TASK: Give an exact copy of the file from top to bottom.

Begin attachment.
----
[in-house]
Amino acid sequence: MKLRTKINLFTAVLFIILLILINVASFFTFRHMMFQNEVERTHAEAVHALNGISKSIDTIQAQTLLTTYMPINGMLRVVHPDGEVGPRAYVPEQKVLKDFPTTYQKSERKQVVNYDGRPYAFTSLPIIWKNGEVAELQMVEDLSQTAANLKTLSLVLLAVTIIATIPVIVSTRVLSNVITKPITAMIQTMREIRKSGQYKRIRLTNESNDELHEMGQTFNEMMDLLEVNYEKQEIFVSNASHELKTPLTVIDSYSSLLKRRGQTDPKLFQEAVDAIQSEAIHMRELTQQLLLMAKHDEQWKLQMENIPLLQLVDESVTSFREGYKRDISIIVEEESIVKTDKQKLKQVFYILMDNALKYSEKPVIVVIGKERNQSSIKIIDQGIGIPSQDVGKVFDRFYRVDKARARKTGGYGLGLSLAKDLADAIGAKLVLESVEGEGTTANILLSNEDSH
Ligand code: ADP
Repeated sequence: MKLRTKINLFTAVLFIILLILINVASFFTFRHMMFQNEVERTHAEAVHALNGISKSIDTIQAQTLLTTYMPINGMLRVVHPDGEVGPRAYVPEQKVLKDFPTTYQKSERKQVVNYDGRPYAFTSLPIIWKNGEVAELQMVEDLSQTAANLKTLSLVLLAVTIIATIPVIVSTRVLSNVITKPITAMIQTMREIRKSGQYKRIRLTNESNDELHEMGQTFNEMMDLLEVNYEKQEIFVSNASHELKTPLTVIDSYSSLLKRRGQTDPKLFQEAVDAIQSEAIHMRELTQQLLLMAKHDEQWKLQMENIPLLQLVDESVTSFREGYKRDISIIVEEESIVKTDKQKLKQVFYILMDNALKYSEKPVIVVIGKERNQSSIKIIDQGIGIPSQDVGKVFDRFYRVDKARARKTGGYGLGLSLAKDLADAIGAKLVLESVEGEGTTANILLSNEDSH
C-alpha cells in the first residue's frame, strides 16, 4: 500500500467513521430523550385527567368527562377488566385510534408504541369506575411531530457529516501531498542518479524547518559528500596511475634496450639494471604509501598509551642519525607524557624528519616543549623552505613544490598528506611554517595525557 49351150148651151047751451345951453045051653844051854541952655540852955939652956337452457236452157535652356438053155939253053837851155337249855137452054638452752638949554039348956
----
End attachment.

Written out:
[in-house]
Amino acid sequence: MKLRTKINLFTAVLFIILLILINVASFFTFRHMMFQNEVERTHAEAVHALNGISKSIDTIQAQTLLTTYMPINGMLRVVHPDGEVGPRAYVPEQKVLKDFPTTYQKSERKQVVNYDGRPYAFTSLPIIWKNGEVAELQMVEDLSQTAANLKTLSLVLLAVTIIATIPVIVSTRVLSNVITKPITAMIQTMREIRKSGQYKRIRLTNESNDELHEMGQTFNEMMDLLEVNYEKQEIFVSNASHELKTPLTVIDSYSSLLKRRGQTDPKLFQEAVDAIQSEAIHMRELTQQLLLMAKHDEQWKLQMENIPLLQLVDESVTSFREGYKRDISIIVEEESIVKTDKQKLKQVFYILMDNALKYSEKPVIVVIGKERNQSSIKIIDQGIGIPSQDVGKVFDRFYRVDKARARKTGGYGLGLSLAKDLADAIGAKLVLESVEGEGTTANILLSNEDSH
Ligand code: ADP
Repeated sequence: MKLRTKINLFTAVLFIILLILINVASFFTFRHMMFQNEVERTHAEAVHALNGISKSIDTIQAQTLLTTYMPINGMLRVVHPDGEVGPRAYVPEQKVLKDFPTTYQKSERKQVVNYDGRPYAFTSLPIIWKNGEVAELQMVEDLSQTAANLKTLSLVLLAVTIIATIPVIVSTRVLSNVITKPITAMIQTMREIRKSGQYKRIRLTNESNDELHEMGQTFNEMMDLLEVNYEKQEIFVSNASHELKTPLTVIDSYSSLLKRRGQTDPKLFQEAVDAIQSEAIHMRELTQQLLLMAKHDEQWKLQMENIPLLQLVDESVTSFREGYKRDISIIVEEESIVKTDKQKLKQVFYILMDNALKYSEKPVIVVIGKERNQSSIKIIDQGIGIPSQDVGKVFDRFYRVDKARARKTGGYGLGLSLAKDLADAIGAKLVLESVEGEGTTANILLSNEDSH
C-alpha cells in the first residue's frame, strides 16, 4: 500500500467513521430523550385527567368527562377488566385510534408504541369506575411531530457529516501531498542518479524547518559528500596511475634496450639494471604509501598509551642519525607524557624528519616543549623552505613544490598528506611554517595525557 49351150148651151047751451345951453045051653844051854541952655540852955939652956337452457236452157535652356438053155939253053837851155337249855137452054638452752638949554039348956